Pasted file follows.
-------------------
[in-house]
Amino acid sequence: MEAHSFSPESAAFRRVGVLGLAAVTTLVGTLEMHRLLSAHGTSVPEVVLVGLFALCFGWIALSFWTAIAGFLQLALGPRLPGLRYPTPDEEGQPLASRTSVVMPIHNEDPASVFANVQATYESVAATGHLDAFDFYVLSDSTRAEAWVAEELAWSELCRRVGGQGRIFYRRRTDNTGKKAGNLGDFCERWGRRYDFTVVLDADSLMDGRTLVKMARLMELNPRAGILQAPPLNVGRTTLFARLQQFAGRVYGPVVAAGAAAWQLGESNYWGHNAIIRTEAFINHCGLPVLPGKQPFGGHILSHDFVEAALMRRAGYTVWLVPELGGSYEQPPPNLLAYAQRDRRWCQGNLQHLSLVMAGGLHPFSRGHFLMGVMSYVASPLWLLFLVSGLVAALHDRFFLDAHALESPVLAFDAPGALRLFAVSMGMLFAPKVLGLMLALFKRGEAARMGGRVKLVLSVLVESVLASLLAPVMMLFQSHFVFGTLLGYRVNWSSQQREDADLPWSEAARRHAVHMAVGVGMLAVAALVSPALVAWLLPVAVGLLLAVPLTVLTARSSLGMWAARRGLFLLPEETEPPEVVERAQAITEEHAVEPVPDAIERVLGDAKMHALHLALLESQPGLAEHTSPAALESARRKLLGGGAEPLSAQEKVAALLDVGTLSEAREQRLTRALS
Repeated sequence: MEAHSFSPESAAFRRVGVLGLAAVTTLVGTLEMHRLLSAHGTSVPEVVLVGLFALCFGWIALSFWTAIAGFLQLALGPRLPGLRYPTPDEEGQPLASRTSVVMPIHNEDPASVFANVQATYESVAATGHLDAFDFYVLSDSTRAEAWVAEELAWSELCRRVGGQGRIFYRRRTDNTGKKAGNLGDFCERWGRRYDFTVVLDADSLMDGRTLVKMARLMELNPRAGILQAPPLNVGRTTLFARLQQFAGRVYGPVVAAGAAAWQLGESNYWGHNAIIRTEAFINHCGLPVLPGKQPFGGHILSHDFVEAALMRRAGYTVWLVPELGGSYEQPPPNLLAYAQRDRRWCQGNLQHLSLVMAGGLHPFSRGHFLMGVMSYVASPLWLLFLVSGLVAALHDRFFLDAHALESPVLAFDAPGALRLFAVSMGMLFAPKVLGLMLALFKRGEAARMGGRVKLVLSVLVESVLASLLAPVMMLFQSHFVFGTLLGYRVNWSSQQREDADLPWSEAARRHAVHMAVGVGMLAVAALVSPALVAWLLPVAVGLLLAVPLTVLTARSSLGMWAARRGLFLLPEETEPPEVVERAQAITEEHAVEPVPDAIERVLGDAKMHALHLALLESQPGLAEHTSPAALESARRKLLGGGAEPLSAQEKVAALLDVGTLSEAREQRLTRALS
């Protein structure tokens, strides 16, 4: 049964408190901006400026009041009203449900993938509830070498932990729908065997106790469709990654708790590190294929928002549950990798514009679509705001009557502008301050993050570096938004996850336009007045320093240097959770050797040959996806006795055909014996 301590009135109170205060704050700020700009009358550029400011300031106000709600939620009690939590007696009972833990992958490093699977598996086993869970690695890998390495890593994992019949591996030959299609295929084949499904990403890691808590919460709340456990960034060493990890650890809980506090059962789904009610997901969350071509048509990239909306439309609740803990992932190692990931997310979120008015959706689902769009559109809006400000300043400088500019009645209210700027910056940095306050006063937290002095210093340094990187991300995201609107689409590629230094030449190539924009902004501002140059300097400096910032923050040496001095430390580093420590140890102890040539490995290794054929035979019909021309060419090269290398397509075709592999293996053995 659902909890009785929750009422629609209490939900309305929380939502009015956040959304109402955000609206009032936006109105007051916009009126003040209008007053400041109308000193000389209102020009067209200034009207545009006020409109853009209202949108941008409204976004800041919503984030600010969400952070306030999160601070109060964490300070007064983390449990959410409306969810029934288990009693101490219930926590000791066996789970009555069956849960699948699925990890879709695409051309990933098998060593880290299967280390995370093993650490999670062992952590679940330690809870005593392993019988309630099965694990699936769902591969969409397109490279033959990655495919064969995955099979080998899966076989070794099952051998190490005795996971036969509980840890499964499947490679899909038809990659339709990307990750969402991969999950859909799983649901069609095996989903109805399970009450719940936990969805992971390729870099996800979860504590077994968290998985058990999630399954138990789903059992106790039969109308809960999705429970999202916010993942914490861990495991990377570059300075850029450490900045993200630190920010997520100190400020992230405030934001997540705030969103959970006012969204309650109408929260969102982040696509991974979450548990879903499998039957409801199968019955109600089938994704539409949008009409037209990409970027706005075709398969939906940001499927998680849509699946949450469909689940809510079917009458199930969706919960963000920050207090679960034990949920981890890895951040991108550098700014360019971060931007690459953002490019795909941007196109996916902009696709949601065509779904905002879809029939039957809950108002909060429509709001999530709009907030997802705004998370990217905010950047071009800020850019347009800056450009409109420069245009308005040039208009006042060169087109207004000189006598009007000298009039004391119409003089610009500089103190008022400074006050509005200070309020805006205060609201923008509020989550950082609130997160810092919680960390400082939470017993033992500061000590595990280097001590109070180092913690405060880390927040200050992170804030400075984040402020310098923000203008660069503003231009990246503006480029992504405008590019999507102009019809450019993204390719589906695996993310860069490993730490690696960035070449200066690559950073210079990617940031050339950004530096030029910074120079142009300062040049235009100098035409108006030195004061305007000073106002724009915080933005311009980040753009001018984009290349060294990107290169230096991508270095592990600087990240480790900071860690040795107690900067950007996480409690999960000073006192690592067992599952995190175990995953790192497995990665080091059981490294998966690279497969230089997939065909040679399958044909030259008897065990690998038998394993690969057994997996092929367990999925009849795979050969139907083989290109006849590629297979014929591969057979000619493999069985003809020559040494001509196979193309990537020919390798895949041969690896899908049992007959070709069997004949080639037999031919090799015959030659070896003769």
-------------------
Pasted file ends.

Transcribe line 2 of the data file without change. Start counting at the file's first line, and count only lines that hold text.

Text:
Amino acid sequence: MEAHSFSPESAAFRRVGVLGLAAVTTLVGTLEMHRLLSAHGTSVPEVVLVGLFALCFGWIALSFWTAIAGFLQLALGPRLPGLRYPTPDEEGQPLASRTSVVMPIHNEDPASVFANVQATYESVAATGHLDAFDFYVLSDSTRAEAWVAEELAWSELCRRVGGQGRIFYRRRTDNTGKKAGNLGDFCERWGRRYDFTVVLDADSLMDGRTLVKMARLMELNPRAGILQAPPLNVGRTTLFARLQQFAGRVYGPVVAAGAAAWQLGESNYWGHNAIIRTEAFINHCGLPVLPGKQPFGGHILSHDFVEAALMRRAGYTVWLVPELGGSYEQPPPNLLAYAQRDRRWCQGNLQHLSLVMAGGLHPFSRGHFLMGVMSYVASPLWLLFLVSGLVAALHDRFFLDAHALESPVLAFDAPGALRLFAVSMGMLFAPKVLGLMLALFKRGEAARMGGRVKLVLSVLVESVLASLLAPVMMLFQSHFVFGTLLGYRVNWSSQQREDADLPWSEAARRHAVHMAVGVGMLAVAALVSPALVAWLLPVAVGLLLAVPLTVLTARSSLGMWAARRGLFLLPEETEPPEVVERAQAITEEHAVEPVPDAIERVLGDAKMHALHLALLESQPGLAEHTSPAALESARRKLLGGGAEPLSAQEKVAALLDVGTLSEAREQRLTRALS